____So there's actually 1 really important element in the design of this game that was explicitly adopted from moba games (according to the developers in one of their early reveal interviews) and I want to touch on what it is and why it's an issue.
_____This specific aspect is called the "skillshot", which generally speaking as an aimed damage ability (generally affecting a line). I have the opinion that this game has too many of them. I'm sure the first reaction people will say to me saying "there are too many skillshots" will be to say "git gud" or "learn to play", but I'm going to explain why I think skillshots aren't necessarily good design and why having too many of them in a game can be detrimental.
_____First of all, I want to put aside any notions that I dislike micromanagement. I grew up on games like starcraft broodwar, and warcraft 3 where micromanagement was a very important skill to have, however micromanagement was an extension of tactical decision making that required players to see what their opponent was doing in the moment, predict their opponents intentions (generally through an understanding of the positioning and the meta) and then react to that information with a micromanagement action.
_____The best example I can give of this style of micromanagement is the Blink Stalker in Starcraft 2 Wings of Liberty. Blink stalker micro, not unlike how eldar work in dawn of war 3, was about absorbing as much damage as possible with shields, and preserving as many units by using a short range teleport ability to pull injuried units back from the front of an engagement, without fully withdrawing them from that fight. An opponent would either have to persue the injured unit(s) to kill it, or change focus to closer and healthier units. Luckily for all involved, most of that prioritization is pretty well handled by the ai and pathing systems so you ended up with a clean engagement on either side.
_____The point in this example, is that during the fight a player uses micromanagement to preserve their units as a reaction to the way the fight plays out, and an individual judgement about the status of their units and the outcome of the fight. This is in comparison to spammy ability based micromanagemant that is very prevelant in this game, where the fact that many units have the ability to attack is secondary to the utility of their particular ability. For examples, the scout marine squad has bolters but is only valuable in a fight for their blind grenade. Similarly, the tactical marine is only valuable for it's flamer, and lets be honest the assault marine would be a much less useful unit if it didn't have the ability to jump everywhere.
_____I should give the assault marine some credit, because the mobility of the assault marines jump is probably one of the most refreshingly versatile abilities to use in the game, and I think that's great. I would love for more abilities to be reactionary in the way that the assault marine has the ability to engage, disengage, disable, or kill just about anything in it's path. (It's pretty clear by now that assault marines are overpowered because that versatility is unique to them in an unfair way)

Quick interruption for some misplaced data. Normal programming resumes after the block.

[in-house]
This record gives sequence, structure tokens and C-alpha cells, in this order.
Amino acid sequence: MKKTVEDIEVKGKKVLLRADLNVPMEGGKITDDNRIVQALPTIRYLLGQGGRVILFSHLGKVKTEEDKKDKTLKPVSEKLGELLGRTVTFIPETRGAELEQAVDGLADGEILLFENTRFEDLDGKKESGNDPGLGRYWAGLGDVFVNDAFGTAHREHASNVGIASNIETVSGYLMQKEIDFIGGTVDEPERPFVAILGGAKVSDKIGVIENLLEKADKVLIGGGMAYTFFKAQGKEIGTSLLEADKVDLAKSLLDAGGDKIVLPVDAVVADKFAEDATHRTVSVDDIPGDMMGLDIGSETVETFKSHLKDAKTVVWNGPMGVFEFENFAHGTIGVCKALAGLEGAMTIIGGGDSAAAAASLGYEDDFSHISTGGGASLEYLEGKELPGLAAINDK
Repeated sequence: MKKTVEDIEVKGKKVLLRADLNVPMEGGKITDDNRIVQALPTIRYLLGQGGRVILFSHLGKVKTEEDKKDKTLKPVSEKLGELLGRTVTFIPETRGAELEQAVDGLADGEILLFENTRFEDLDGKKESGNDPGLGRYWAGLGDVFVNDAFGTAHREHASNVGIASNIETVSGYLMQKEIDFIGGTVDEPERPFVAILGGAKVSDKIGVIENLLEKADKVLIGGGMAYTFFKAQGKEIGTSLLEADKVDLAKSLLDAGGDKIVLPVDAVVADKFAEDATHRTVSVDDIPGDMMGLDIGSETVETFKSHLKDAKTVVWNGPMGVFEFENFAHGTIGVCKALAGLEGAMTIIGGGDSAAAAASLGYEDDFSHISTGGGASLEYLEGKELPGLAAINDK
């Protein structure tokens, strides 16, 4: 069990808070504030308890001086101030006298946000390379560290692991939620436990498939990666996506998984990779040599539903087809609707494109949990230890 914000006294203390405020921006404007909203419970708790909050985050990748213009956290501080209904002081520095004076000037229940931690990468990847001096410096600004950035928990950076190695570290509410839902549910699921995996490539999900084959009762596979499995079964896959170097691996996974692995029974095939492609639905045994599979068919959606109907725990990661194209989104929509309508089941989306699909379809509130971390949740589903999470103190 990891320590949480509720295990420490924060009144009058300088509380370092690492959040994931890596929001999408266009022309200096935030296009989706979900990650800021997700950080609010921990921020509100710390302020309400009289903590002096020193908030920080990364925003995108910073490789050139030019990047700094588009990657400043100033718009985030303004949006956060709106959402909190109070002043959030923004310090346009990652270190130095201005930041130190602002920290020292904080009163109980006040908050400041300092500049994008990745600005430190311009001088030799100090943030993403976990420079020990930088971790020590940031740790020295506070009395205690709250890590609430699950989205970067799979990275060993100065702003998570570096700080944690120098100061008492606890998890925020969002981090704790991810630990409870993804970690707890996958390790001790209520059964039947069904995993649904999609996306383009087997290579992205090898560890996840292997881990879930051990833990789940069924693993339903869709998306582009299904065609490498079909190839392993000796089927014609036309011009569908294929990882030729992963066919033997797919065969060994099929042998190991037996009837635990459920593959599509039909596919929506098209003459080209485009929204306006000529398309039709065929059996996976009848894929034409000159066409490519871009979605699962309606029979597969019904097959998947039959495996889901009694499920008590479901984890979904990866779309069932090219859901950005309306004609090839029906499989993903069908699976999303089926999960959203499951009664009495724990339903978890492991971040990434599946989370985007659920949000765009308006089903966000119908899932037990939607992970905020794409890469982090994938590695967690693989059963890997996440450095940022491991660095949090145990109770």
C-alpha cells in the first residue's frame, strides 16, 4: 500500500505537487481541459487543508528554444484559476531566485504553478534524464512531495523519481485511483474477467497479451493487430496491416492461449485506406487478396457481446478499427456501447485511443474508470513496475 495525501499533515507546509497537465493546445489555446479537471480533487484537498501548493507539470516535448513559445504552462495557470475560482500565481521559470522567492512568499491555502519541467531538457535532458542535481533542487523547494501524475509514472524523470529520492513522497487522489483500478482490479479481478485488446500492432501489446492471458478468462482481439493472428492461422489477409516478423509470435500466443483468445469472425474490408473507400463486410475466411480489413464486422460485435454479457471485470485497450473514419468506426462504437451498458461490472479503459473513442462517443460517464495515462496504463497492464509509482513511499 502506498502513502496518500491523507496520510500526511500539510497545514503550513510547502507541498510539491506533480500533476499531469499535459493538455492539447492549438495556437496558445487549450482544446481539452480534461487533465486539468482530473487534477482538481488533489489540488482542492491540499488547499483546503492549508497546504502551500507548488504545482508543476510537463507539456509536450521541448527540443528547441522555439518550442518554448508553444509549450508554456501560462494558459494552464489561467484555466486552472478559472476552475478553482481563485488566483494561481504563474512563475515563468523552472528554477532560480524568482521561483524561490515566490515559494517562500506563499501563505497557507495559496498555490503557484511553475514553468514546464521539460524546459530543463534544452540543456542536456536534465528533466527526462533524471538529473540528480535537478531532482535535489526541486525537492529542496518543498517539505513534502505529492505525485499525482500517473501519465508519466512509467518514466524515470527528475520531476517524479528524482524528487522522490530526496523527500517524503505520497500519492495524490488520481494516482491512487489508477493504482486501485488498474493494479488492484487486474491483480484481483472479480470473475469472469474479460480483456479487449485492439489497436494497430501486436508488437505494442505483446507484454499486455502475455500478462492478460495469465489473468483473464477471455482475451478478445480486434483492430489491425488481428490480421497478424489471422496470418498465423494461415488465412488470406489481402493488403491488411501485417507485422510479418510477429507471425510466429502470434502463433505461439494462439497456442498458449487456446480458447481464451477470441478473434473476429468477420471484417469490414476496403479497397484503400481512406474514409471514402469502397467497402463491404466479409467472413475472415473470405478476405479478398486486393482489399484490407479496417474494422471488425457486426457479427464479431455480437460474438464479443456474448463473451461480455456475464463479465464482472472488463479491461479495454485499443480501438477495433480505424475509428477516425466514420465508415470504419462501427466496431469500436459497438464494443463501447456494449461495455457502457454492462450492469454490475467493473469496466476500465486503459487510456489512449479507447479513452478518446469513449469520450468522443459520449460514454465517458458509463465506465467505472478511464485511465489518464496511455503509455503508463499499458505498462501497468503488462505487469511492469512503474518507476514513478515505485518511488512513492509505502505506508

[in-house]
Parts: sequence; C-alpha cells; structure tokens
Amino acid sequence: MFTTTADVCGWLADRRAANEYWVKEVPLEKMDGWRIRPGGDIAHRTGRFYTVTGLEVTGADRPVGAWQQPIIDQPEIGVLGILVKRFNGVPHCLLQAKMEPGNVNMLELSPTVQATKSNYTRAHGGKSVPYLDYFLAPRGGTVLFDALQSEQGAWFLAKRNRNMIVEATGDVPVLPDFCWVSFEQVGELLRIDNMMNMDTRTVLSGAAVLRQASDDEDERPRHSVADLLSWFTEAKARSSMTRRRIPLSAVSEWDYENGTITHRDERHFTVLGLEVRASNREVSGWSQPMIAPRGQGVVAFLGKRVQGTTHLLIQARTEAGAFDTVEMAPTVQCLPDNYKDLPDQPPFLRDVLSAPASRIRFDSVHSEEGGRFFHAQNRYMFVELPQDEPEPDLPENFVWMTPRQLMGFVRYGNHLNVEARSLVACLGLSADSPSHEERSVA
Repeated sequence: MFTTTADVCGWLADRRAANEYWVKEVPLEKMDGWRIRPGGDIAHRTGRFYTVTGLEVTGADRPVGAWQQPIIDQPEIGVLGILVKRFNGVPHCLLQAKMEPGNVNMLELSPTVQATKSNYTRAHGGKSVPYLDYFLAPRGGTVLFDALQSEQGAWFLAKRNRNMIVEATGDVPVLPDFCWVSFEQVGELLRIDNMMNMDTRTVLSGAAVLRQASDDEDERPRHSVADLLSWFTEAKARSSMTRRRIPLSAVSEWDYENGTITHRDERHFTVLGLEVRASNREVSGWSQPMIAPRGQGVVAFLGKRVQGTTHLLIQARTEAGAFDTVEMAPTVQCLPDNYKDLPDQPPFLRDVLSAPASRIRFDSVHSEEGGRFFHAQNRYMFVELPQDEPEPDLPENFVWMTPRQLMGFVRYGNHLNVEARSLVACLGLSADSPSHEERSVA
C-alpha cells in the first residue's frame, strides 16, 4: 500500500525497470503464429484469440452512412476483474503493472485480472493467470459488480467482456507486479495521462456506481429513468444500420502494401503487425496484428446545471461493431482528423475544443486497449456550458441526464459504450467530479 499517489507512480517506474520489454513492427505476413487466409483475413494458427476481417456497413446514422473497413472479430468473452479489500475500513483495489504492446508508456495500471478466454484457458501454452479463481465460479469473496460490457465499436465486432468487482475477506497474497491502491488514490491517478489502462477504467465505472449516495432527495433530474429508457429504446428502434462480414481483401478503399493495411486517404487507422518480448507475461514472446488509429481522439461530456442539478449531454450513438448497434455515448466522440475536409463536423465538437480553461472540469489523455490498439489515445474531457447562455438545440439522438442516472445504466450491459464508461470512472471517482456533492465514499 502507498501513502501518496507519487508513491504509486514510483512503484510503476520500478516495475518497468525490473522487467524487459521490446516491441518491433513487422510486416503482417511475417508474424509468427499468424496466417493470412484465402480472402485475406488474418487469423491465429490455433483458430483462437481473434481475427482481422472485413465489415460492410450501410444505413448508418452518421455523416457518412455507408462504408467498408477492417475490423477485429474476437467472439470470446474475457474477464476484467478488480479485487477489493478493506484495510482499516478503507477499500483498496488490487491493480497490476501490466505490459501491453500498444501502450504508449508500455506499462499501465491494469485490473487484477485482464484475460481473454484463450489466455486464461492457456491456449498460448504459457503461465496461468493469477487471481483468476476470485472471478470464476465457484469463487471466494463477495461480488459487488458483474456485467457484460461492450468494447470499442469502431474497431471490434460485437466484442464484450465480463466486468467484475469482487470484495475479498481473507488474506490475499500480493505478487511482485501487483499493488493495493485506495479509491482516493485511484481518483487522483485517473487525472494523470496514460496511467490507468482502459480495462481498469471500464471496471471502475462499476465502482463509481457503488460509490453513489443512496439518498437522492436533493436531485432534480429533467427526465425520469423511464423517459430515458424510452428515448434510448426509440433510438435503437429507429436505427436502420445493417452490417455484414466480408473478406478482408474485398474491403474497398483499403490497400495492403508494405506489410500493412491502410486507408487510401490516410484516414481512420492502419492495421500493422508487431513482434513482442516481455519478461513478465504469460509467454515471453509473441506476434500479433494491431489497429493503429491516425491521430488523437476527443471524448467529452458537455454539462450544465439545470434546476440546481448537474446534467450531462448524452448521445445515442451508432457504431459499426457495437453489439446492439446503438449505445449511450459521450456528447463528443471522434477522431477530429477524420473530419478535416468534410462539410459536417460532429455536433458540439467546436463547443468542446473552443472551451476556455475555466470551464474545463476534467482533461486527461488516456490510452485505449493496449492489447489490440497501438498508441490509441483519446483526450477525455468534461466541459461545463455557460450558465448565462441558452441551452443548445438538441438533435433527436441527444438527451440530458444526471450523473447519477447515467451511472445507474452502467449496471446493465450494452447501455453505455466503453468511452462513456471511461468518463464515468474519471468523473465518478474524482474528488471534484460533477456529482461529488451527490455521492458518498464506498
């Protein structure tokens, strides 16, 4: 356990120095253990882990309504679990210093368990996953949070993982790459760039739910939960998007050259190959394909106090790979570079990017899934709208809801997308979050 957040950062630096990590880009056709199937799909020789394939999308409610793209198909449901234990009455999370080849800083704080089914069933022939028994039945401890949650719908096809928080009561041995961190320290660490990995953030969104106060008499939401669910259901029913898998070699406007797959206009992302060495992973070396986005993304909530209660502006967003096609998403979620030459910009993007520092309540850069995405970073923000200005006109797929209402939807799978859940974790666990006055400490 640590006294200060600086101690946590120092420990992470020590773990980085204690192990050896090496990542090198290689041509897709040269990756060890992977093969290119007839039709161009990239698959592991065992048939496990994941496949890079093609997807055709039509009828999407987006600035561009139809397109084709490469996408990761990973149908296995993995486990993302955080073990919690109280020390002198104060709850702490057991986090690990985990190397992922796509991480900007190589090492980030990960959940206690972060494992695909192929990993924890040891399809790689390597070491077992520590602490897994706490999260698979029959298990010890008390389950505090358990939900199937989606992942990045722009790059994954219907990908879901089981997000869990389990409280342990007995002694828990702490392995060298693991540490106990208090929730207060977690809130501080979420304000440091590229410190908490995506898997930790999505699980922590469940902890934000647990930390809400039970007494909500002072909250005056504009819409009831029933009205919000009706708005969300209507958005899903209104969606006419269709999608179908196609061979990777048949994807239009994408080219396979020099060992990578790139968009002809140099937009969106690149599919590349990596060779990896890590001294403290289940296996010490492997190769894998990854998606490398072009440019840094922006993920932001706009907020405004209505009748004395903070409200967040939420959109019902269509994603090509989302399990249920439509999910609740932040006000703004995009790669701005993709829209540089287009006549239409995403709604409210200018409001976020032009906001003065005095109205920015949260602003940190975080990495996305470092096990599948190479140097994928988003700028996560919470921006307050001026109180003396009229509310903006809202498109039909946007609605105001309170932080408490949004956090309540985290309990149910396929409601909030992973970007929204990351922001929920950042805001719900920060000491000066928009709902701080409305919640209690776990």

_____That said, when every other ability is a line based skillshot that does damage (helllooo eldar), I find the kind of tactical interplay very uninteresting. I don't go into a fight thinking "how can I make good use of positioning, and how can I react to my opponent's positioning" I instead think something like "i need to be ready to throw as many grenades as possible and use as many as my elite skillshots as possible" with positioning micro and unit retention being on the back foot.
_____My impression is that skillshots don't actually contribute to this kind of tactical interplay. When I go into a fight in dawn of war 3, my first impulse is "use everything before the enemy can use their things!". It's a kind of musket warfare where in order for each unit to actually contribut optimal damage, each unit has to be told to do so explicitly.
_____20 years ago, this would have been seen as a foolish design. Why do my tactical marines need to be told when to turn their flamethrower on and off? Why do my banshees run past my enemies when they charge them? There's a general consensus that micromanagement is interesting and healthy, and that simply attack moving is both frustrating from a point of balance and counterplay, as well as being boring design.
_____And yet, I think the best examples of micromanagement design is when a player doesn't know how they're going to use abilities when they go into a fight. Saying to myself "okay, as soon as I get into this fight I need to short-jump my assault marines over the enemy forces for maximum damage!" is not as interesting as playing the fight out and reacting to the circumstances in the moment.
Continued in first response